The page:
Every year, the American Speech-Language-Hearing Association (ASHA) acknowledges May as Better Hearing & Speech Month (BHSM). The purpose of BHSM is to raise awareness about communication disorders, which in turn can provide life-altering treatment. Every year a theme is created by the ASHA and this year’s theme is “Communication at Work.” There are many resources available to help people celebrate during the month of May.
Being able to “communicate” is important for humans so they can successfully convey thoughts, opinions and ideas to others. At Mobile Therapy Centers, we feel it is important for teachers and parents to understand what Speech-Language Therapists do, and how difficulties in any of these areas can affect kids academically. There are many different areas involved in speech and language skill development and below are some things to look for:
Articulation: Articulation errors refer to difficulty producing various sounds. All speech sounds are developed at different ages, so a speech screening can help determine whether the speech errors a child is making are still appropriate. Articulation and phonological errors can also impact self-confidence as well as literacy.
Oral/Motor Skills: Difficulty controlling the articulators (lips, tongue, jaw) due to muscle tone, movement or sensation. These students may have speech production difficulties but these are also the students who are drooling, have difficulty chewing, are coughing or clearing their throats while eating and drinking.
Voice: Noticeable differences in vocal pitch, quality and volume. These can be your students who sound hoarse, breathy, etc…all the time.
Dysfluency (Stuttering): Speech interrupted in its forward flow by repetitions, prolongations or blocks (silent pauses while trying to say a word). This can impact a child’s participation in class as well as vocational/career choices in the future.
Auditory Processing: Difficulty recognizing subtle differences between sounds in words. For example, to a child with an Auditory Processing Disorder, “Tell me how the chair and the couch are alike” may sound like “Tell me how a cow and hair are like.” These are your students who have difficulty following directions, ask for repetition, are easily distracted, have difficulty with reading and spelling, have difficulty following conversations, difficulty with memory, etc…
Semantics: This refers to the meaning (interpretation and use) of language. All areas of communication (listening, speaking, reading and writing) are affected by weakness in semantic skills and therefore have an impact on all areas of the curriculum. Semantics includes vocabulary, definitions, concepts, multiple meanings, categorization, comparisons, synonyms/antonyms, analogies. These are your students who use a limited number of words to express him/herself, have difficulty asking and answering questions, struggle to understand sentences containing figurative language or struggle following along and participating in conversations, etc…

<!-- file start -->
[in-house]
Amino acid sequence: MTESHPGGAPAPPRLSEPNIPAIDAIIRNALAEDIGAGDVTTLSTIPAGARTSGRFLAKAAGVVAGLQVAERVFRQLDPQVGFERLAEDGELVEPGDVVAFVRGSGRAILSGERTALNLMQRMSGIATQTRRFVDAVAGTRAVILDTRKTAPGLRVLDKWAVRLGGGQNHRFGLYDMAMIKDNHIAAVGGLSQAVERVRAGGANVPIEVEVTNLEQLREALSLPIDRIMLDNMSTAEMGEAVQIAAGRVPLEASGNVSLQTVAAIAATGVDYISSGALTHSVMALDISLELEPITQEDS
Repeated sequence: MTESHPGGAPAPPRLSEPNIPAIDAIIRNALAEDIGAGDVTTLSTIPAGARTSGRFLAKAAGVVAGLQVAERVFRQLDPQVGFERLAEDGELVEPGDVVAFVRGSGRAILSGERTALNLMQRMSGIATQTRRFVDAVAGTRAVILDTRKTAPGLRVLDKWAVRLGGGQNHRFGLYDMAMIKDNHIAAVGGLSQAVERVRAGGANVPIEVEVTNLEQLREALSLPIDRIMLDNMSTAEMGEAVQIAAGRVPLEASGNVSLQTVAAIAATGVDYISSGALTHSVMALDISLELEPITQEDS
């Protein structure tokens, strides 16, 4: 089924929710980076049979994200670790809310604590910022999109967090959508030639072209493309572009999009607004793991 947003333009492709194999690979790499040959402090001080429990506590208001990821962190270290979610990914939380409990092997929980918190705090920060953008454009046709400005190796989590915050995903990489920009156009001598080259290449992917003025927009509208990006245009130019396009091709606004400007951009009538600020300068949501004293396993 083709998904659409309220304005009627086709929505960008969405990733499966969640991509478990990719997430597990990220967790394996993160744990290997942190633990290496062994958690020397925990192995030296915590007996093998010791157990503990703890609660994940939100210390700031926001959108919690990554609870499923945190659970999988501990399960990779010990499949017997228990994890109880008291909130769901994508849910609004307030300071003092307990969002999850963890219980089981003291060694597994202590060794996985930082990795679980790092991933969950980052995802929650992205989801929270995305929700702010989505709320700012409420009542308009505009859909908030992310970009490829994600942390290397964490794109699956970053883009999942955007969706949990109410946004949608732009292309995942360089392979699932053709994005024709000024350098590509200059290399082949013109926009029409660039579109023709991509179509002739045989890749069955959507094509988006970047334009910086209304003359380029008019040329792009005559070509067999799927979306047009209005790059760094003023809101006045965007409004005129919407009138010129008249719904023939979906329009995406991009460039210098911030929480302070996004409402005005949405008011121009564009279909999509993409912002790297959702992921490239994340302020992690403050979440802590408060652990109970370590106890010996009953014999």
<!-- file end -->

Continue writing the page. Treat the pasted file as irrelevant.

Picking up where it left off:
Grammar/Syntax: Rules of word order and word combinations in order to form phrases and sentences. Deficits in this area can impact one’s ability to comprehend, analyze and produce language effectively.
Morphology: Understanding and use of the structure of a word (ex. Roots, prefixes, morphemes). These are your students who have difficulty using plural forms or verb tenses, using incorrect word order, leave out words or use a limited number of more complex sentences such as those that contain prepositional phrases.
Literacy: The ability to read and write. To become a fluent reader, one must master the early literacy skills of blending, segmenting, rhyming and fluently identifying all graphemes and phonemes. Sometimes these early literacy skills are masked in our younger students, but then appear as the children enter upper level academics. It appears in the upper grades because there are more unfamiliar words which requires the use of those early literacy skills to decode vs. using memory and picture cues as we can in the younger grades.
While Better Hearing & Speech Month not only creates awareness, it also helps to create acceptance. Being accepted is very important to school-aged children since school is where they spend a majority of their time and tend to meet friends. Feeling confident about yourself is also the key to making friends and by starting speech therapy early on, this will help with both communication and confidence.
Mobile Therapy Centers services include ABA Therapy, Speech Therapy, Occupational Therapy, Behavioral Therapy and Counseling. We see children at our clinic, at your home or at your child’s school/daycare making it convenient for you and your family.
We also provide Telehealth services for Mental Health, ABA Therapy, Speech Therapy, Behavioral Therapy and Occupational Therapy. In most cases, Telehealth is an approved service through your insurance company.